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NSWC PCD, Florida Tech Demonstrate Collaborative UUV Progress

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Students are landing real job opportunities by breathing life into broken unmanned underwater systems, thanks to a partnership with the U.S. Navy.

The Naval Surface Warfare Center Panama City Division (NSWC PCD) is leading the way through a win-win agreement with the Florida Institute of Technology (Florida Tech) that is aimed at cultivating the Department of the Navy’s next generation of scientists and engineers.

The program allows undergraduate and graduate students at Florida Tech to apply academic knowledge to real-world science and engineering experiences by resurrecting old unmanned underwater vehicles (UUVs).

In 2010, the first 21-inch, inoperable Battlespace Preparation Autonomous Underwater Vehicle (BPAUV) was transferred to Florida Tech’s Ocean Engineering Department. The new home for the BPAUV was made possible by an Education Partnership Agreement and approval from the National Unmanned Systems Shared Resource Center (NUSSRC). It is funded by the Office of Naval Research (ONR), the organization charged with centralizing the Navy’s outreach efforts to increase the talent pool of students pursuing education and careers in science, technology, engineering and mathematics (STEM).

“Florida Tech got it up and running for the student projects,” said Phil Bernstein, Unmanned Systems Technology Branch Head. “The results of that transfer have been so positive that we’re in the process of transferring another one. It’ll be interesting to see where this takes the students next.”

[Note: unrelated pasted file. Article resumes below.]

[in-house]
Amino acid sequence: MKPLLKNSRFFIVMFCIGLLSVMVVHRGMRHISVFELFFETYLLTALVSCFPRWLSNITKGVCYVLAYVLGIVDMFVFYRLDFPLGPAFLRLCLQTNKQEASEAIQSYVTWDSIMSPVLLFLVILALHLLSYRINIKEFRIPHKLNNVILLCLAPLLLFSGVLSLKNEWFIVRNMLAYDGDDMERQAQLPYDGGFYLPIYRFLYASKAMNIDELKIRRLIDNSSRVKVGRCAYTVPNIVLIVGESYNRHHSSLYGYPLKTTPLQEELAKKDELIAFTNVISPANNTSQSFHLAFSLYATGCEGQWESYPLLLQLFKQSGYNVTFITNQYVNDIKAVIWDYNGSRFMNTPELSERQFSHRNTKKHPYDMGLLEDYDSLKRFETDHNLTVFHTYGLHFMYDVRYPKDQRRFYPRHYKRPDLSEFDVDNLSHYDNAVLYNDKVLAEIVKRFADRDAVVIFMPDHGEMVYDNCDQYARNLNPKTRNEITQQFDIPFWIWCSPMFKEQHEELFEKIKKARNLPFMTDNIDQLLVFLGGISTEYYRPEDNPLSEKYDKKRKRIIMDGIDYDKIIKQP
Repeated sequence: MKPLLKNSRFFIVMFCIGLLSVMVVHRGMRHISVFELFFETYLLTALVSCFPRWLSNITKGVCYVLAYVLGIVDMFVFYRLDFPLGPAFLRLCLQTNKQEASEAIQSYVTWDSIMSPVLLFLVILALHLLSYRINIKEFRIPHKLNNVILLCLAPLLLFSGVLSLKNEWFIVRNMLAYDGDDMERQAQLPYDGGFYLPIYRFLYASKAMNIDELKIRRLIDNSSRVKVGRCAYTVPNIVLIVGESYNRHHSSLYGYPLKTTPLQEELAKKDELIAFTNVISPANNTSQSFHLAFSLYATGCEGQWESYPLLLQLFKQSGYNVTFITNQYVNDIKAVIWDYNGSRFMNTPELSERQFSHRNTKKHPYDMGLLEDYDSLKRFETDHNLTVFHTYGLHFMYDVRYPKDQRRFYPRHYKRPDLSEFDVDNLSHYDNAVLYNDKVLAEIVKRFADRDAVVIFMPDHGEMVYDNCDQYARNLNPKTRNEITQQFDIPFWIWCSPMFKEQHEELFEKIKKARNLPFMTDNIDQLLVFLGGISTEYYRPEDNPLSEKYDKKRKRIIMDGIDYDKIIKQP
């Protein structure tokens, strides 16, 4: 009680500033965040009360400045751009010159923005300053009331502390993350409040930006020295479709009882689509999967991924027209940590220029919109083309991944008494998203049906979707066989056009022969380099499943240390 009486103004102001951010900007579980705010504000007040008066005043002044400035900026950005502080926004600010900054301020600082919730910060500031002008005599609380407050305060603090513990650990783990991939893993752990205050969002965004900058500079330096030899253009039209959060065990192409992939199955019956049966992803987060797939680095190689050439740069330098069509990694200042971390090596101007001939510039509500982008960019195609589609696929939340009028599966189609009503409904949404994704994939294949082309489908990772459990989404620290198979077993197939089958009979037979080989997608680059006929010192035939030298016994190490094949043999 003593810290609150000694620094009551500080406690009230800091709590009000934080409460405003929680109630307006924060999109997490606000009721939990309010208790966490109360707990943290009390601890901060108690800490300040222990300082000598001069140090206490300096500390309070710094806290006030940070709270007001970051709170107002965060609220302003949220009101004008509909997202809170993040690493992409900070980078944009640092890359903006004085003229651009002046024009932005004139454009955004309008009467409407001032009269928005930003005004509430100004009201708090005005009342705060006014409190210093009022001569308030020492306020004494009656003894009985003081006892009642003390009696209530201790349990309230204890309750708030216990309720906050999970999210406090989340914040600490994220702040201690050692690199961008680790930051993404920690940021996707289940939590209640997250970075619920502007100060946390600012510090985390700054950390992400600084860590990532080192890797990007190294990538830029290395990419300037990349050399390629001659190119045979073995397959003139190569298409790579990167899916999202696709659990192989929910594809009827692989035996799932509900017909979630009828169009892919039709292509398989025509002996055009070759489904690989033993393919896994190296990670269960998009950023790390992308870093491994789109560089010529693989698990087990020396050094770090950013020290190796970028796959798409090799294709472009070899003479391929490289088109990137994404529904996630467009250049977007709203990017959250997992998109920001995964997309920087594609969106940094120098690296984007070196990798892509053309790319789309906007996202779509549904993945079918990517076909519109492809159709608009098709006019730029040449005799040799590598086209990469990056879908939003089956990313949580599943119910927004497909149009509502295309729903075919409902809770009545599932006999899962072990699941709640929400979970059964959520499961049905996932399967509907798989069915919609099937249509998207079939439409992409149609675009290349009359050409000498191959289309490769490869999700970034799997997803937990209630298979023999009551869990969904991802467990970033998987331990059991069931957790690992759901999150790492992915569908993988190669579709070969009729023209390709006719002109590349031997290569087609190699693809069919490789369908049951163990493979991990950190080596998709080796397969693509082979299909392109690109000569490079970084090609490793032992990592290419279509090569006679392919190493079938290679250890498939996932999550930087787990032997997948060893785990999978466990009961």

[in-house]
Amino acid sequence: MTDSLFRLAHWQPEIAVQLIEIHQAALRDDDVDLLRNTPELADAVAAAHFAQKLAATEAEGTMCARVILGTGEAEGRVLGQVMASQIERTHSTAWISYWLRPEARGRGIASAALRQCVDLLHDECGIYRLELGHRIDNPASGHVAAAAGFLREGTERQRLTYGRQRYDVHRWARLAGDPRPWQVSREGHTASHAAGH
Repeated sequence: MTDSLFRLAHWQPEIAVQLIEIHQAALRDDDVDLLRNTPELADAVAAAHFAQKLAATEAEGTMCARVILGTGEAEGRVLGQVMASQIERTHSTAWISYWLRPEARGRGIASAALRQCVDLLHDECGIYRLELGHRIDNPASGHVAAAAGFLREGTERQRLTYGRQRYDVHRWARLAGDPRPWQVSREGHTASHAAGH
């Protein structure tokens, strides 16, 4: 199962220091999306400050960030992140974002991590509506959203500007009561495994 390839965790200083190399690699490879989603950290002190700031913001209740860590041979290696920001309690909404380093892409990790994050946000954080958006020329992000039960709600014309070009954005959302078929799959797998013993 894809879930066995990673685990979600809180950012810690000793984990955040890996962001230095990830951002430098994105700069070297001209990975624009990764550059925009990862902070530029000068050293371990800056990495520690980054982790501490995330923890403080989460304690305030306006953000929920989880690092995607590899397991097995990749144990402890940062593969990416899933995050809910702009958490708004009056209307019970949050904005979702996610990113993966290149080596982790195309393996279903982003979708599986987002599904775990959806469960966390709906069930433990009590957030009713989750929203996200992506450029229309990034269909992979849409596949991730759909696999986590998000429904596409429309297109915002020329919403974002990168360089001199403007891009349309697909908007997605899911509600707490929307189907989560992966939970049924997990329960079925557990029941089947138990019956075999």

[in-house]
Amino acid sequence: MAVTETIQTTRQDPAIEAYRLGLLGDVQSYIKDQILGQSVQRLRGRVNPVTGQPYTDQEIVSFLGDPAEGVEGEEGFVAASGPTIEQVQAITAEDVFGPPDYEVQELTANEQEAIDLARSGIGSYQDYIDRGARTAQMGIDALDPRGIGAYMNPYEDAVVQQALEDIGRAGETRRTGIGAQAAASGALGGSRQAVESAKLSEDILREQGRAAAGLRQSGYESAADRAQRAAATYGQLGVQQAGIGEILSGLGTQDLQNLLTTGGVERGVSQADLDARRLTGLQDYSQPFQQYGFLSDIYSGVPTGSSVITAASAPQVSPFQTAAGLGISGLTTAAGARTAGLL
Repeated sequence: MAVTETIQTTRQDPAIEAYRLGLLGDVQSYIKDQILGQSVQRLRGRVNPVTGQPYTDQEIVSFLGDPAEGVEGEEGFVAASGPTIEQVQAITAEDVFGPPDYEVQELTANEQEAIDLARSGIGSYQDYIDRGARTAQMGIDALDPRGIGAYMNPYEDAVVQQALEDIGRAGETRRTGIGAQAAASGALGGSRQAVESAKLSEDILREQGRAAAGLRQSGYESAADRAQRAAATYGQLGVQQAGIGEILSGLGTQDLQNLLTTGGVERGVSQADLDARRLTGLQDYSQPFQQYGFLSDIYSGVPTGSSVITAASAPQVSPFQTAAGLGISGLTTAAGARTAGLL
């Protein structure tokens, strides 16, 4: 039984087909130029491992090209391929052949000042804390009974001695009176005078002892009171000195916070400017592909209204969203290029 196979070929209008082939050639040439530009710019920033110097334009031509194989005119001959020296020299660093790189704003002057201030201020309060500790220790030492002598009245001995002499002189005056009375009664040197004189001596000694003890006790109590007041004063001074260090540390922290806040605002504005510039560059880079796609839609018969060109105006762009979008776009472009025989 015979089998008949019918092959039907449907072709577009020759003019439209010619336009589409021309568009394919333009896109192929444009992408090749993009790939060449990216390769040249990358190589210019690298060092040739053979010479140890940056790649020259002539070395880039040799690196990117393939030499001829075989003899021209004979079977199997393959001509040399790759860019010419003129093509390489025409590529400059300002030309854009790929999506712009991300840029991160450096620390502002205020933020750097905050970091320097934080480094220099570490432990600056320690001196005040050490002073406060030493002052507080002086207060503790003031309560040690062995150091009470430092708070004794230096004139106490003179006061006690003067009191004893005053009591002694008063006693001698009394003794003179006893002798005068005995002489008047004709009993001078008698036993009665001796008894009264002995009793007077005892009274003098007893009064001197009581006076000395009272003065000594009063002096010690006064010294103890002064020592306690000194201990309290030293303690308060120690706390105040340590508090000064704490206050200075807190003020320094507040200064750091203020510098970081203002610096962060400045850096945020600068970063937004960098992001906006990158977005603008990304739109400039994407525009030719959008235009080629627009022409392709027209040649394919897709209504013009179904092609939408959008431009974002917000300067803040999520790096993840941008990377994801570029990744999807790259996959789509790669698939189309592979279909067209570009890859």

ONR Battlespace Sensing Program Officer Dr. Tom Swean authorized the transfer because he sees it as an investment in STEM and government science and technology. Dr. Joan Cleveland, also a Program Officer in the ONR Battlespace Sensing Division, is excited about the opportunities this exchange offers.

“The nation needs talented and enthusiastic scientists and engineers in order to remain a world technology leader. This hands-on experience for Florida Tech students to engineer and perform research with a real autonomous underwater vehicle is an excellent example of a successful approach to building the next generation of innovators’ confidence and interest in careers in STEM-related fields,” she said. “More importantly, opportunities like this are critical to ensuring that the nation and the Navy stay out in front."

A second inoperable vehicle that is currently used for static display only is being prepped for transfer. In addition, a launch and recovery prototype developed by the NSWC PCD Test Engineering Branch will be loaned to Florida Tech for use during further studies in accordance with the Education Partnership Agreement. Bernstein is the NSWC PCD and ONR liaison for this equipment transfer to Florida Tech in cooperation with the NUSSRC.

“NUSSRC is funded by ONR and serves as an unmanned systems asset pool that provides UUVs to academia and government researchers in support of their work on Navy initiatives,” Bernstein said.